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Medical Device Depot - History of the EKG Machine

While earlier work that played a part in the history of the EKG machine had been conducted, the first practical application of the EKG, or ECG (electrocardiogram) machine came in 1903 through the efforts of a Dutch doctor/physiologist named Willem Einthoven. He was later awarded the Nobel Prize in Medicine (1924) for his discovery. The abbreviation EKG comes from the German 'elektrokardiogramm', which was derived from the Greek electro, meaning electrical; cardio, meaning heart; and graph, meaning 'to write'.

True uses of the EKG history is thought to have originated in 1872 when Alexander Muirhead, while studying for his Doctor of Science in Electricity, attached wires to the wrist of a patient in an effort to record the person's heartbeat.

Nearly 40 years later, in 1911, British doctor Augustus Waller used a Lippman capillary electrometer affixed to a projector to transfer the trace of the heart's electrical output onto a photographic plate. His was the first systematic approach to the heart as an organ of electrical impulses; however, although he was able to make an actual recording of the heartbeat in real time, he saw no practical application for his discovery.

Meanwhile Dr. Willem Einthoven, born in the Dutch East Indies but now working in the Netherlands, invented a device called a string galvanometer. This device was far more sensitive to transmitting electrical impulses than the Lippman capillary electrometer that Waller used in his experiments. Rather than using electrodes as done today, Einthoven used containers of salt solutions into which his test subjects would immerse their limbs. From this configuration he was able to record the EKG in real time. Einthoven was the first to use the letters P through T to describe the heart's different electrical impulse deflections and how they pertain to various heart disorders. The letters P, Q, R, S and T are still used today in the same way when interpreting EKG traces on a screen or graph.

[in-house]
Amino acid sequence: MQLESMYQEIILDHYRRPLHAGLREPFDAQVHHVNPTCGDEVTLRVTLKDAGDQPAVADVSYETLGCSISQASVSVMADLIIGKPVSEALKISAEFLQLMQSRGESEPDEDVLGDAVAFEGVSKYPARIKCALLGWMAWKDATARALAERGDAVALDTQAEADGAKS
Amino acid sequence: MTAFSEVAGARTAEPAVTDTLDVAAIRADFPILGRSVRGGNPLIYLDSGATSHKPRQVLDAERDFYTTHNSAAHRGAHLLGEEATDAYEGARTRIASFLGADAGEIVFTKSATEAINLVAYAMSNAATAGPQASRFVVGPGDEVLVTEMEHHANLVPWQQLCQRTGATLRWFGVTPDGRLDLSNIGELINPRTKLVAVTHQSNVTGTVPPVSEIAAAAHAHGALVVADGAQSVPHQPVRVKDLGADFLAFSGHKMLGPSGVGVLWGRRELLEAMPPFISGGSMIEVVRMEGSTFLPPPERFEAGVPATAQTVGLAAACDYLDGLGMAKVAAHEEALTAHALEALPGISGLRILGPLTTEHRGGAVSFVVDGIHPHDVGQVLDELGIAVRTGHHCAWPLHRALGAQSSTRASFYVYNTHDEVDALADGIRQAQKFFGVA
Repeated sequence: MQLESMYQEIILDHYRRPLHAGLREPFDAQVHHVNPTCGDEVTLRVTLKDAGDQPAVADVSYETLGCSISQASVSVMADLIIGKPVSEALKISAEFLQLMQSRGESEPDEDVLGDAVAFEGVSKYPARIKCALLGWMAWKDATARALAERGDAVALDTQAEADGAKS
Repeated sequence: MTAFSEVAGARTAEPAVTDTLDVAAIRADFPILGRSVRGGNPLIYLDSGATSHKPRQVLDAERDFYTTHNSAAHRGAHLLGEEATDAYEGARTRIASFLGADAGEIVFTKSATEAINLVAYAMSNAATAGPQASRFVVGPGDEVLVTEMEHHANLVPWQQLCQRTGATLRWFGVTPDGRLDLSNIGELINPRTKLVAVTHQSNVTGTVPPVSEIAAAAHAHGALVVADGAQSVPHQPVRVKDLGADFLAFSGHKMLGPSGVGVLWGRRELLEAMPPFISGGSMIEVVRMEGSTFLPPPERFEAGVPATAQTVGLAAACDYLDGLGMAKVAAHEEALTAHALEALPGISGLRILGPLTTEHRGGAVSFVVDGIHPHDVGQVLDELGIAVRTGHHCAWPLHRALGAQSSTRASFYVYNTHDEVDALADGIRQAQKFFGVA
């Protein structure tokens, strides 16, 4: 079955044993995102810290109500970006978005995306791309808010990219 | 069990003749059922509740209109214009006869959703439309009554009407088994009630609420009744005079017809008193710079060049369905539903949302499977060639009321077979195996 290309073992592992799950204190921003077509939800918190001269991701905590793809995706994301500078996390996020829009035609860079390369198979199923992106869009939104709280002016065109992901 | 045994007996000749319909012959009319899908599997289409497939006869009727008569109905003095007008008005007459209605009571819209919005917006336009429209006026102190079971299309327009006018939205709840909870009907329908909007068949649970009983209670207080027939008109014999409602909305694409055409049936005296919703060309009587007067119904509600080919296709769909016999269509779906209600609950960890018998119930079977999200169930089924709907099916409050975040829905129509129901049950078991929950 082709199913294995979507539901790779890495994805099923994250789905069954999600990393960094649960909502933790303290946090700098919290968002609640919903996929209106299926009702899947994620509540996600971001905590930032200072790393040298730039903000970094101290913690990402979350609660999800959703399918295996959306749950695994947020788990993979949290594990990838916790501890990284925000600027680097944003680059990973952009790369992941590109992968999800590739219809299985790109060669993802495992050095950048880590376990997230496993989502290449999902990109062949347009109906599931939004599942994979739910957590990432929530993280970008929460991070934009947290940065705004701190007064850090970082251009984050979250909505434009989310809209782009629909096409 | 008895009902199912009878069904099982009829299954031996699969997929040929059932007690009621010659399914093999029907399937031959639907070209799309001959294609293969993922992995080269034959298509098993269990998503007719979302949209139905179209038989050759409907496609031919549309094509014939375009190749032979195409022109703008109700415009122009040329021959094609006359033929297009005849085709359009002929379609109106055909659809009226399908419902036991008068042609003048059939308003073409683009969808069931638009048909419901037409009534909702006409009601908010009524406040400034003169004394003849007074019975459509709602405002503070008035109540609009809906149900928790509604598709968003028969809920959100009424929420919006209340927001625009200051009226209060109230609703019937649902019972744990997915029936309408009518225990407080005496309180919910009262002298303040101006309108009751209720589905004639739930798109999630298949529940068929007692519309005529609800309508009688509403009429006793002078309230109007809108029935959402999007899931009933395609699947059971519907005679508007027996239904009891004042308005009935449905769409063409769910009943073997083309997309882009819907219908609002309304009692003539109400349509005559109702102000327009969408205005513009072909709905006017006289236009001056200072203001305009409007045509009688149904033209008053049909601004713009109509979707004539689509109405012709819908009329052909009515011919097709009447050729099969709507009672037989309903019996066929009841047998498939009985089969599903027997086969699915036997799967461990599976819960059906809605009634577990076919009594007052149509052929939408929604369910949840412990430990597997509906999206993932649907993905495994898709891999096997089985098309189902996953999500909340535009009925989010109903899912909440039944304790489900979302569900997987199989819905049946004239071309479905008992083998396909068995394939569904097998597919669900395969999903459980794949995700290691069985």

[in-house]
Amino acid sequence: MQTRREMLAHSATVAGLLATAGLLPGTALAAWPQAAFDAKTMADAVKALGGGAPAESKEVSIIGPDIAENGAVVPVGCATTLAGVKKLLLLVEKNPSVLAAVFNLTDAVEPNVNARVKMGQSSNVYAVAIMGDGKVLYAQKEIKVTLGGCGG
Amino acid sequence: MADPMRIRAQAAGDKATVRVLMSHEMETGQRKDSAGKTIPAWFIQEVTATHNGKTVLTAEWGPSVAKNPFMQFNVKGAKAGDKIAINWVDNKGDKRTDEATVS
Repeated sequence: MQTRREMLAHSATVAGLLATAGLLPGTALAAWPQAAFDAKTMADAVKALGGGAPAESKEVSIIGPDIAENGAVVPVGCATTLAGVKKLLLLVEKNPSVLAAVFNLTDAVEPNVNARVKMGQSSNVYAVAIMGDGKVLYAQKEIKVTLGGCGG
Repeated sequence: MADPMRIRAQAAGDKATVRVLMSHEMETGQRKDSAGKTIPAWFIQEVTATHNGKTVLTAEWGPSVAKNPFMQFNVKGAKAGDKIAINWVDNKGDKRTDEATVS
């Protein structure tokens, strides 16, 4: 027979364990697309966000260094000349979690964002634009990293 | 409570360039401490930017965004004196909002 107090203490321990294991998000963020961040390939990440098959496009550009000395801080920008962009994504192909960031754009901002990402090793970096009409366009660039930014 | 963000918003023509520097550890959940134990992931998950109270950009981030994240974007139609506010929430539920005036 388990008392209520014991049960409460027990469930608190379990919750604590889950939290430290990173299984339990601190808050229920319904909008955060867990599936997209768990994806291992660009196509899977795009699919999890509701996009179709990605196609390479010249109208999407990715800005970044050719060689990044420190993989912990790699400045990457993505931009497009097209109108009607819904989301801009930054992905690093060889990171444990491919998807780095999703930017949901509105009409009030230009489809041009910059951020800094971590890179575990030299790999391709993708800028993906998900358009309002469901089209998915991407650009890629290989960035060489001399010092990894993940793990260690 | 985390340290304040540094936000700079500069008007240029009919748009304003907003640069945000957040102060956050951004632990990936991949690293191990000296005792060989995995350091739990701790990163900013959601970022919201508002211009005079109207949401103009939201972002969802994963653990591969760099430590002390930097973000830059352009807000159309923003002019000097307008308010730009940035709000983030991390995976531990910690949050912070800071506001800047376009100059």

EKG history shows that it was known well before Einthoven's breakthrough discovery that a beating heart produces electrical impulses (currents) but earlier instruments were not sensitive enough to measure these impulses without placing electrodes directly on the heart, which required risky, invasive surgery.

With the 1901 invention of the string galvanometer, the history of the EKG machine as it is known today was galvanized. A thin, conductive wire running between large and powerful electromagnets was charged, causing the 'string', or filament, to move. A light projected on this moving string caused a shadow that was then captured on a moving roll of photosensitive paper, forming a continual curve. 

Although the machine weighed close to 600 pounds and took five people to operate, it has been developed through modern technology into a unit that can be small, lightweight and portable. New units are fairly easy to use, take only a few minutes for a complete test, and utilize computerized interpretation of results. A wide variety of EKG machines utilizing the latest in medical technology are sold by Medical Device Depot.

 
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